*Names in bold indicate Presenter
The current study begins to fill this gap by using time-use data from the 2003-2011 waves of the American Time Use Survey (ATUS) to test for SES differences in the following types of parental involvement: joint time with both parents, private time when no siblings are present, and time spent in primary versus secondary childcare activities. Children may benefit from time spent jointly with both parents from increased attention, parents’ reduced stress, and watching adults interact (Folbre, Yoon, Finnoff, & Fuligni, 2005). The impact of private time is less clear, as older siblings may increase the quality of care, but a younger child increases competition for adult attention (Folbre et al., 2005). Finally, existing research has generally focused on time parents spend caring for children as the primary activity, but several scholars have speculated on the potential importance of secondary time for children’s development or well-being (e.g., Guryan, Hurst, & Kearney, 2008; Zick & Bryant, 1996). A potential source of SES-based disparities in both the quality and quantity of time spent interacting with parents is rigid work schedules associated with lower-paid jobs (e.g., Bianchi, 2000; Bianchi & Robinson, 1997).
Specifically, the current study addresses three research questions. First, are there SES gaps in children’s exposure to time spent simultaneously with both parents? Second, are there SES gaps in children’s private time with parents? Finally, are observed SES gaps in parental involvement sensitive to the inclusion of secondary childcare activities?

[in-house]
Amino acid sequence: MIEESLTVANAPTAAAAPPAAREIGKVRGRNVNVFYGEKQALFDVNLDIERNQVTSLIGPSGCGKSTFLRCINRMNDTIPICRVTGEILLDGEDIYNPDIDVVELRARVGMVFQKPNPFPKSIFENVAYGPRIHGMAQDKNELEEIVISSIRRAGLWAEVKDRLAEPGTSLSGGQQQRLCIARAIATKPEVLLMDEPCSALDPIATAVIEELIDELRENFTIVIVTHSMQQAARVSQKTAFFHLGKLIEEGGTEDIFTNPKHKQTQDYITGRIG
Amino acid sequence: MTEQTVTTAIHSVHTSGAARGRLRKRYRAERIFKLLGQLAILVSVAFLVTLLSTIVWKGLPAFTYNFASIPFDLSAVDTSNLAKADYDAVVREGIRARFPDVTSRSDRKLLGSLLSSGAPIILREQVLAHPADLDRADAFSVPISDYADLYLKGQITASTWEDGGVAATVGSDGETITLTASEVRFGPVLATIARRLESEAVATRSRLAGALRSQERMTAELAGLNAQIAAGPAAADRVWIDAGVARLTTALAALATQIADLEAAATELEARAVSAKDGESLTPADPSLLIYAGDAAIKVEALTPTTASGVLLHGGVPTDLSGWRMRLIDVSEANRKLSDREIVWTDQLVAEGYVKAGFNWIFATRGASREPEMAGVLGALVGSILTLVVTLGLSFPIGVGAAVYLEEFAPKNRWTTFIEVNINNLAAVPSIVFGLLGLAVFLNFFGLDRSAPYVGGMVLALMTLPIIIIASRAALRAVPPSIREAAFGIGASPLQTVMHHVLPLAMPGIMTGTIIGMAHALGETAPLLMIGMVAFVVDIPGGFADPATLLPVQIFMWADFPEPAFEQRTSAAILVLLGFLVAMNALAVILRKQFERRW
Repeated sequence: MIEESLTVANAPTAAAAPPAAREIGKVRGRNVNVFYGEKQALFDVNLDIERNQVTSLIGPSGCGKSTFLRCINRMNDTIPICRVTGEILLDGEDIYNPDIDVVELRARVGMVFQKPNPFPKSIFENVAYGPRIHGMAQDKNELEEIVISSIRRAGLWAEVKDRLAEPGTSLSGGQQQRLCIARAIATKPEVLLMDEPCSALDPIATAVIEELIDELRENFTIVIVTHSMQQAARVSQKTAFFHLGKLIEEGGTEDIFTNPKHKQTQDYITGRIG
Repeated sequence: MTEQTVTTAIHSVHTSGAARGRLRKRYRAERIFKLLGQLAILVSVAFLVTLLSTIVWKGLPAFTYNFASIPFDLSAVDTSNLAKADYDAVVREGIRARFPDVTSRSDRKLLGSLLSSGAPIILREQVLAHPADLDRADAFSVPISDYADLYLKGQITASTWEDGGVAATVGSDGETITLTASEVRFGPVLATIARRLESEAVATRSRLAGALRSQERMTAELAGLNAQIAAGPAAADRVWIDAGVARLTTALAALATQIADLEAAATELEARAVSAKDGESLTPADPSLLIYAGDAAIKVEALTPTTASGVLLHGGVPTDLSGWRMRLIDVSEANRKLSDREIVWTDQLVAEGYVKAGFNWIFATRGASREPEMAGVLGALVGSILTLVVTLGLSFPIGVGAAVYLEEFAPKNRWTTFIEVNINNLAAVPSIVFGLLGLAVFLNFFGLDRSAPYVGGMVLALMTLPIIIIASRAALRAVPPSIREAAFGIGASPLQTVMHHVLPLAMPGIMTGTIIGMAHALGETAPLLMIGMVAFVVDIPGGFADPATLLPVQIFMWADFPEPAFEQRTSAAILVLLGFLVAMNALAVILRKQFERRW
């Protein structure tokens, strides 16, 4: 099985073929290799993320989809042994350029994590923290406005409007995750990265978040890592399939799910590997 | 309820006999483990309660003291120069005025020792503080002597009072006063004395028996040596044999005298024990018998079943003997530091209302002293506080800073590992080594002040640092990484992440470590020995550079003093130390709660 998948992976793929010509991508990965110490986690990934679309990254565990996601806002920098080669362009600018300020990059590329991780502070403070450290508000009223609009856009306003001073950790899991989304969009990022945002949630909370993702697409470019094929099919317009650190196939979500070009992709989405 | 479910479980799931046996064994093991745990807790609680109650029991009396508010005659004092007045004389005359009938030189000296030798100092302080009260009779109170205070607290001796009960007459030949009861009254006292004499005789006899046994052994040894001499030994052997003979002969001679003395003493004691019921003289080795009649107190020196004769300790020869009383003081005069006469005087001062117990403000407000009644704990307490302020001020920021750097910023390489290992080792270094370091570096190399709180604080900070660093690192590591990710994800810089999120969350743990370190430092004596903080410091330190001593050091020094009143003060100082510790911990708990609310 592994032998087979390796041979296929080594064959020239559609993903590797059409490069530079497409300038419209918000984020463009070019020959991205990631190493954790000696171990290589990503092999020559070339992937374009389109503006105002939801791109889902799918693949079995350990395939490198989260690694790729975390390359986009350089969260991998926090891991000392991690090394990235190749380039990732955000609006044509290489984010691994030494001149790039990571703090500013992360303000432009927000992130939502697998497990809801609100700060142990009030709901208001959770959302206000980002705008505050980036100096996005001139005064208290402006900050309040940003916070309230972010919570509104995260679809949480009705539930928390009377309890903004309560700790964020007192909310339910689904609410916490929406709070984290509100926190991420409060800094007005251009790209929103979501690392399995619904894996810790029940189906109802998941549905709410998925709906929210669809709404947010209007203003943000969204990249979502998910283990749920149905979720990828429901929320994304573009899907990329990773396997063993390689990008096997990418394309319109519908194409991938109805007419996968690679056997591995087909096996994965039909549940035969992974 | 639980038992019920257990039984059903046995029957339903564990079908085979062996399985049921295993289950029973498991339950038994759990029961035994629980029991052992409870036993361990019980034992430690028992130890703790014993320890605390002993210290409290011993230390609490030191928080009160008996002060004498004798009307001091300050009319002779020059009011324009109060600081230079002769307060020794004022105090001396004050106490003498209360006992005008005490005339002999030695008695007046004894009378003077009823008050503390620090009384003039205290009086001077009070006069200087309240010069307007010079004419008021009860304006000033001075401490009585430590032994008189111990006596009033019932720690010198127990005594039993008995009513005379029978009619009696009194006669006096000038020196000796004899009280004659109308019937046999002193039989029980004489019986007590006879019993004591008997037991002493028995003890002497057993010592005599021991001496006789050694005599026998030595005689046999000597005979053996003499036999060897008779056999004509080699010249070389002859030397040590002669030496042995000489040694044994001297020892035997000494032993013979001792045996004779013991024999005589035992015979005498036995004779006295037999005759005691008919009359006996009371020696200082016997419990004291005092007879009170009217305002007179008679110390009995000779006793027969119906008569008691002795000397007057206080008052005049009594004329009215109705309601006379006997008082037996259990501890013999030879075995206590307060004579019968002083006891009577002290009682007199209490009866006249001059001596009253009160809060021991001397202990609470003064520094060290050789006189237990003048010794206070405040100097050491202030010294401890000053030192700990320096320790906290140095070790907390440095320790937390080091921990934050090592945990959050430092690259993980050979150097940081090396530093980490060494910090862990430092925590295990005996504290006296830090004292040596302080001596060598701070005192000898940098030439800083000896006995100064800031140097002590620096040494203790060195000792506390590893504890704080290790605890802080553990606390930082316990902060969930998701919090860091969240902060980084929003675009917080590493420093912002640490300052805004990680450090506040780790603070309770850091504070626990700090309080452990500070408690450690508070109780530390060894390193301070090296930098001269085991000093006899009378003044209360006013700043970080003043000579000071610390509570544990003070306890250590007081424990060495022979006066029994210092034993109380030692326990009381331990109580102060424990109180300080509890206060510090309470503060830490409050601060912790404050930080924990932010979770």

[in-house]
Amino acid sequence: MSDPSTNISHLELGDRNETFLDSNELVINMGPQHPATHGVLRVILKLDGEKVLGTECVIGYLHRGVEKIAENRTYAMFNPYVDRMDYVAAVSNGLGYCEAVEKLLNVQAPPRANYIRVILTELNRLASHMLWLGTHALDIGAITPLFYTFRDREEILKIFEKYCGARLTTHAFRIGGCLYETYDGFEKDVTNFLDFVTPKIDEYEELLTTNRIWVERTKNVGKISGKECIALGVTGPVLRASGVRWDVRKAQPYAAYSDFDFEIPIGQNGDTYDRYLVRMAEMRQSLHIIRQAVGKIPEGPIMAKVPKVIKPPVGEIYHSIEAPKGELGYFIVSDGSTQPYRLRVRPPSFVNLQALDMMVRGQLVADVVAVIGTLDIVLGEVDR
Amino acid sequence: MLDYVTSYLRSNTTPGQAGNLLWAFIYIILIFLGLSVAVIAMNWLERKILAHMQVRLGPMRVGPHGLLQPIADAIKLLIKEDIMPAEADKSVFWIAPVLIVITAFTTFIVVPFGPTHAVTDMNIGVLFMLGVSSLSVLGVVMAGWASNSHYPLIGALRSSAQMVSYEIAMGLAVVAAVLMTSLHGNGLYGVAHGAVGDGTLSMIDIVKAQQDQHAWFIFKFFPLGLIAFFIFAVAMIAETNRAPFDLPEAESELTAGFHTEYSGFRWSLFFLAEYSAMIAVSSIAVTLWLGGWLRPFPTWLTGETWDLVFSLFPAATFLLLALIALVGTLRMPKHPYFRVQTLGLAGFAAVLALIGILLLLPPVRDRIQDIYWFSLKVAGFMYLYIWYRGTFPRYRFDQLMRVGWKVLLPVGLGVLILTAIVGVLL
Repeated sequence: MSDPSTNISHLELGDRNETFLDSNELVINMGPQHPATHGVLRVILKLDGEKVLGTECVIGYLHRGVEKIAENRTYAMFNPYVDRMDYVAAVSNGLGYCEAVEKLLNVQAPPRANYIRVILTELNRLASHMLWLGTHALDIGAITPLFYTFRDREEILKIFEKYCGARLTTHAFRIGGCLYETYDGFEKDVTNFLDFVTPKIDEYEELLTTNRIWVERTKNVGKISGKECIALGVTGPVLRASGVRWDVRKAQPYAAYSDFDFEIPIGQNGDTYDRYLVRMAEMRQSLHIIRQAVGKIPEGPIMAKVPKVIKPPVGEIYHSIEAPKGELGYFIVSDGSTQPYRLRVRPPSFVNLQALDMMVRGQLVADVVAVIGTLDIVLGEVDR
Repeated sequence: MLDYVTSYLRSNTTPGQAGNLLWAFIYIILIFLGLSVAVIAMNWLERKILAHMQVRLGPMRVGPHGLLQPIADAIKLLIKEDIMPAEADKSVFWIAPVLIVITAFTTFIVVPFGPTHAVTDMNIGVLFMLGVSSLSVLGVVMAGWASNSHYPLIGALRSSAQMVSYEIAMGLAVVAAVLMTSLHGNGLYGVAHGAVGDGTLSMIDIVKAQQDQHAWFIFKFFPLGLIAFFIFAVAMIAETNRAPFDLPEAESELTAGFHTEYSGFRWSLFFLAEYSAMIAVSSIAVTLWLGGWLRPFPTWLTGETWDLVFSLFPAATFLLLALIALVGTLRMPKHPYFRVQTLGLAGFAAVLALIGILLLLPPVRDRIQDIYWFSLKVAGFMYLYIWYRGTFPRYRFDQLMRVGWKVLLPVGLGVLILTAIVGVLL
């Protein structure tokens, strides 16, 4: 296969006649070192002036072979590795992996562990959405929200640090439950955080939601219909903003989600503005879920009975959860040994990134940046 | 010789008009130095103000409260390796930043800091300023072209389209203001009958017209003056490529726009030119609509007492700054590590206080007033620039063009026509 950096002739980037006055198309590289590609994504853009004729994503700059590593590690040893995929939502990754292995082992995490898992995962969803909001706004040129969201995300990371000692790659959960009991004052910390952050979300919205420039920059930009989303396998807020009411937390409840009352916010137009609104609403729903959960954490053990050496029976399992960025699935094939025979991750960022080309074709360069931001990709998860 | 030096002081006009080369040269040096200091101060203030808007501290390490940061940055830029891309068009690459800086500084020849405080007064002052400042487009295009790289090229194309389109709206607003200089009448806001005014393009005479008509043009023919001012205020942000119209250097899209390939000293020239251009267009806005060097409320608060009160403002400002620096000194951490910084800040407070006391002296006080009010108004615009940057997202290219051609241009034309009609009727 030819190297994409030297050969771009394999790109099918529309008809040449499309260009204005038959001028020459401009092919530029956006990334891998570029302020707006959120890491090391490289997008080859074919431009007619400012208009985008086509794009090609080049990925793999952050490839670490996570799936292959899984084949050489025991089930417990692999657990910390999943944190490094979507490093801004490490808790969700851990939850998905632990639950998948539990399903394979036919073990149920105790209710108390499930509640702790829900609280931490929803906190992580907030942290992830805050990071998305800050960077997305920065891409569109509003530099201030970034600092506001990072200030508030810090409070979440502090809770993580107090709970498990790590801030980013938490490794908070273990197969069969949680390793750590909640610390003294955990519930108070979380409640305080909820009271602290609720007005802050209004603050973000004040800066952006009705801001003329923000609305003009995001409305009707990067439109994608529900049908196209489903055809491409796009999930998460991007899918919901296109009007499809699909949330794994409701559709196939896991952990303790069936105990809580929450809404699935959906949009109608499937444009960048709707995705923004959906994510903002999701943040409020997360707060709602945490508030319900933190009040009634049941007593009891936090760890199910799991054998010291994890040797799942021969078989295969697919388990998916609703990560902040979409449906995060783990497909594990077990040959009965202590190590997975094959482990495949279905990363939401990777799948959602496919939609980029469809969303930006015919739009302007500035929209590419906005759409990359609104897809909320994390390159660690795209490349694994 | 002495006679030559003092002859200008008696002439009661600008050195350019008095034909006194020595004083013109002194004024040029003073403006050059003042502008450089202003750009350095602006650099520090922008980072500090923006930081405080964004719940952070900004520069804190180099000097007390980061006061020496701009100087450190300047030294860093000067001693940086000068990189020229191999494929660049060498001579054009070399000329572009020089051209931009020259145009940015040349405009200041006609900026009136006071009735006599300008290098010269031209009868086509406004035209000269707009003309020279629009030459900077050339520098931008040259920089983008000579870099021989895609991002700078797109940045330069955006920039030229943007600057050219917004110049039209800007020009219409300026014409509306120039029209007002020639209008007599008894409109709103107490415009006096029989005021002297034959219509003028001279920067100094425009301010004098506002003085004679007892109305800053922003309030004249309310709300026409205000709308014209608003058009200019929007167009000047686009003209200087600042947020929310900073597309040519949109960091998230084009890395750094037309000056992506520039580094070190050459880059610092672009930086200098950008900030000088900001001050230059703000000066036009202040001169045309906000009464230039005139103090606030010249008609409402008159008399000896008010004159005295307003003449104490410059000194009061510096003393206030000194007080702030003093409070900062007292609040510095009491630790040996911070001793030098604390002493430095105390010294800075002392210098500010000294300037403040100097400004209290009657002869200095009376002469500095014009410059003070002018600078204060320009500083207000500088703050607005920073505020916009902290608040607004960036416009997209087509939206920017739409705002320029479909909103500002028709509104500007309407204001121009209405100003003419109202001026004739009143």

We answer these questions by analyzing the practical and statistical significance of SES indicators (i.e., household income and parents’ education) in linear and Tobit time-use regressions estimated using data from the ATUS. The time-use regressions condition on several statistical controls, including race and ethnicity, a metropolitan-area indicator to capture potential time-use differences attributable to features of the built environment, state fixed effects, household composition, parents’ employment status, and the day of week, month, and year of the completed time diary. Additionally, we consider Heckit-type selection corrections when investigating research question 1 to account for the behavior of single parents. The ATUS is ideal for the current study because it is nationally representative and contains detailed data on who was present with the respondent for each activity. Policy implications of SES-based gaps in quality-adjusted parental involvement might include the provision of targeted after-school programs, organized summer activities, and mentoring programs.